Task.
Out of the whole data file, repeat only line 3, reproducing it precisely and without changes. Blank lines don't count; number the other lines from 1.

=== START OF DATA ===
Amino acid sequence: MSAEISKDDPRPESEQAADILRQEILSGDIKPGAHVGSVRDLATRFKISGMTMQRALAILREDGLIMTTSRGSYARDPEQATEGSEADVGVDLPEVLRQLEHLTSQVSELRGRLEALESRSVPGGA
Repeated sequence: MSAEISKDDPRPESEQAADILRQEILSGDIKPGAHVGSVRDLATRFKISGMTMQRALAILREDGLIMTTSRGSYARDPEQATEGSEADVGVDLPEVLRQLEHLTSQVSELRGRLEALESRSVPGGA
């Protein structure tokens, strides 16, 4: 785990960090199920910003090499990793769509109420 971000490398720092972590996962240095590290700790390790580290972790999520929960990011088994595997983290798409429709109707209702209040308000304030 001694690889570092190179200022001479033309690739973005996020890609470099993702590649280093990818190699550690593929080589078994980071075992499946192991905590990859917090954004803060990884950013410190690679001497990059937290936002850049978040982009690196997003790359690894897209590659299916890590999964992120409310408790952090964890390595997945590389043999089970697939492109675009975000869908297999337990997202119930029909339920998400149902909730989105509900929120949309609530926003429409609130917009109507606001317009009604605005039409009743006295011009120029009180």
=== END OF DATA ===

């Protein structure tokens, strides 16, 4: 785990960090199920910003090499990793769509109420 971000490398720092972590996962240095590290700790390790580290972790999520929960990011088994595997983290798409429709109707209702209040308000304030 001694690889570092190179200022001479033309690739973005996020890609470099993702590649280093990818190699550690593929080589078994980071075992499946192991905590990859917090954004803060990884950013410190690679001497990059937290936002850049978040982009690196997003790359690894897209590659299916890590999964992120409310408790952090964890390595997945590389043999089970697939492109675009975000869908297999337990997202119930029909339920998400149902909730989105509900929120949309609530926003429409609130917009109507606001317009009604605005039409009743006295011009120029009180």